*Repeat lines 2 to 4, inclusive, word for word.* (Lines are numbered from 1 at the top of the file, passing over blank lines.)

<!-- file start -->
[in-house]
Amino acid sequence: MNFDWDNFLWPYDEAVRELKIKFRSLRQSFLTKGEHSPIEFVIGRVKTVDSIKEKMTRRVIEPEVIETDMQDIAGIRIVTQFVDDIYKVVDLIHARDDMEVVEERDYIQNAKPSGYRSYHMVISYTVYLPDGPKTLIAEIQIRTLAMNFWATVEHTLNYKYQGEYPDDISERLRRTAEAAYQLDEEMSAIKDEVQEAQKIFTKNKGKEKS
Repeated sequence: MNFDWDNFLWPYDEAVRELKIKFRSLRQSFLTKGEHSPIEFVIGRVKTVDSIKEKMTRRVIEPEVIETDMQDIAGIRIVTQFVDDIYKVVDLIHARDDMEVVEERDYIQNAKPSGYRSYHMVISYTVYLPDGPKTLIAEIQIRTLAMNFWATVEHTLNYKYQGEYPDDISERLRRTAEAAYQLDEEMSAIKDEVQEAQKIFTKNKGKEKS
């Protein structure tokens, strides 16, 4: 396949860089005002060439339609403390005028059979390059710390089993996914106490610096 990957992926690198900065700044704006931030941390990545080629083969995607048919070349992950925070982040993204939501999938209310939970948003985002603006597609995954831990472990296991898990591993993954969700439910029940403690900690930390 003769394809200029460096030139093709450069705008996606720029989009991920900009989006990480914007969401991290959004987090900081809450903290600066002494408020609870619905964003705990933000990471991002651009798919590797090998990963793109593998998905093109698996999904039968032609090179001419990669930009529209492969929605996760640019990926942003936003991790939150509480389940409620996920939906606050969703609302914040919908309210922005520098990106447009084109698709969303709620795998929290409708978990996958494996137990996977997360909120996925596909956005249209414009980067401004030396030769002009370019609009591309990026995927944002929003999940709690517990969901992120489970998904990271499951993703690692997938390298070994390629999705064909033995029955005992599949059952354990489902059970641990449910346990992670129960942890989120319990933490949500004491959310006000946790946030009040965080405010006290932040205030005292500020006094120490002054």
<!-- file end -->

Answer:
Amino acid sequence: MNFDWDNFLWPYDEAVRELKIKFRSLRQSFLTKGEHSPIEFVIGRVKTVDSIKEKMTRRVIEPEVIETDMQDIAGIRIVTQFVDDIYKVVDLIHARDDMEVVEERDYIQNAKPSGYRSYHMVISYTVYLPDGPKTLIAEIQIRTLAMNFWATVEHTLNYKYQGEYPDDISERLRRTAEAAYQLDEEMSAIKDEVQEAQKIFTKNKGKEKS
Repeated sequence: MNFDWDNFLWPYDEAVRELKIKFRSLRQSFLTKGEHSPIEFVIGRVKTVDSIKEKMTRRVIEPEVIETDMQDIAGIRIVTQFVDDIYKVVDLIHARDDMEVVEERDYIQNAKPSGYRSYHMVISYTVYLPDGPKTLIAEIQIRTLAMNFWATVEHTLNYKYQGEYPDDISERLRRTAEAAYQLDEEMSAIKDEVQEAQKIFTKNKGKEKS
């Protein structure tokens, strides 16, 4: 396949860089005002060439339609403390005028059979390059710390089993996914106490610096 990957992926690198900065700044704006931030941390990545080629083969995607048919070349992950925070982040993204939501999938209310939970948003985002603006597609995954831990472990296991898990591993993954969700439910029940403690900690930390 003769394809200029460096030139093709450069705008996606720029989009991920900009989006990480914007969401991290959004987090900081809450903290600066002494408020609870619905964003705990933000990471991002651009798919590797090998990963793109593998998905093109698996999904039968032609090179001419990669930009529209492969929605996760640019990926942003936003991790939150509480389940409620996920939906606050969703609302914040919908309210922005520098990106447009084109698709969303709620795998929290409708978990996958494996137990996977997360909120996925596909956005249209414009980067401004030396030769002009370019609009591309990026995927944002929003999940709690517990969901992120489970998904990271499951993703690692997938390298070994390629999705064909033995029955005992599949059952354990489902059970641990449910346990992670129960942890989120319990933490949500004491959310006000946790946030009040965080405010006290932040205030005292500020006094120490002054």